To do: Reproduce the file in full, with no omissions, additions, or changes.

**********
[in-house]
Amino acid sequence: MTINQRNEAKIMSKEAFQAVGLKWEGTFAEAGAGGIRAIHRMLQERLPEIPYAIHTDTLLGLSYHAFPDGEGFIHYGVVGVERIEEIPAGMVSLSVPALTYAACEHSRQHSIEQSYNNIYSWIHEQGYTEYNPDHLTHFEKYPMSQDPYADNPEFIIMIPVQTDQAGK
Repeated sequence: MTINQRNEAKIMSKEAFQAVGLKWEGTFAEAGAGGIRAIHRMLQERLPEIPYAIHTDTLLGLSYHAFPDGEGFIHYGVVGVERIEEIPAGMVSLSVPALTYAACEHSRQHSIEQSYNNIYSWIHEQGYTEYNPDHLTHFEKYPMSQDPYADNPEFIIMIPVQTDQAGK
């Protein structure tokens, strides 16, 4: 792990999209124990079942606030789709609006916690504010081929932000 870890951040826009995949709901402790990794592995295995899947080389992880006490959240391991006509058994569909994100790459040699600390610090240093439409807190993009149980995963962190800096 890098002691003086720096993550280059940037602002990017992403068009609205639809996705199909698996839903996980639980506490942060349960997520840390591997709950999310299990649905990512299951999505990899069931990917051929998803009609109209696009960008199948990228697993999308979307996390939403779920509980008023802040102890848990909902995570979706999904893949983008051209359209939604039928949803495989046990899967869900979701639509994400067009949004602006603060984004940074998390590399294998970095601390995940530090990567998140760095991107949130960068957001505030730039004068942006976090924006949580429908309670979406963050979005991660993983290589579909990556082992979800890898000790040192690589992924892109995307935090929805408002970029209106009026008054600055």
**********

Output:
[in-house]
Amino acid sequence: MTINQRNEAKIMSKEAFQAVGLKWEGTFAEAGAGGIRAIHRMLQERLPEIPYAIHTDTLLGLSYHAFPDGEGFIHYGVVGVERIEEIPAGMVSLSVPALTYAACEHSRQHSIEQSYNNIYSWIHEQGYTEYNPDHLTHFEKYPMSQDPYADNPEFIIMIPVQTDQAGK
Repeated sequence: MTINQRNEAKIMSKEAFQAVGLKWEGTFAEAGAGGIRAIHRMLQERLPEIPYAIHTDTLLGLSYHAFPDGEGFIHYGVVGVERIEEIPAGMVSLSVPALTYAACEHSRQHSIEQSYNNIYSWIHEQGYTEYNPDHLTHFEKYPMSQDPYADNPEFIIMIPVQTDQAGK
């Protein structure tokens, strides 16, 4: 792990999209124990079942606030789709609006916690504010081929932000 870890951040826009995949709901402790990794592995295995899947080389992880006490959240391991006509058994569909994100790459040699600390610090240093439409807190993009149980995963962190800096 890098002691003086720096993550280059940037602002990017992403068009609205639809996705199909698996839903996980639980506490942060349960997520840390591997709950999310299990649905990512299951999505990899069931990917051929998803009609109209696009960008199948990228697993999308979307996390939403779920509980008023802040102890848990909902995570979706999904893949983008051209359209939604039928949803495989046990899967869900979701639509994400067009949004602006603060984004940074998390590399294998970095601390995940530090990567998140760095991107949130960068957001505030730039004068942006976090924006949580429908309670979406963050979005991660993983290589579909990556082992979800890898000790040192690589992924892109995307935090929805408002970029209106009026008054600055």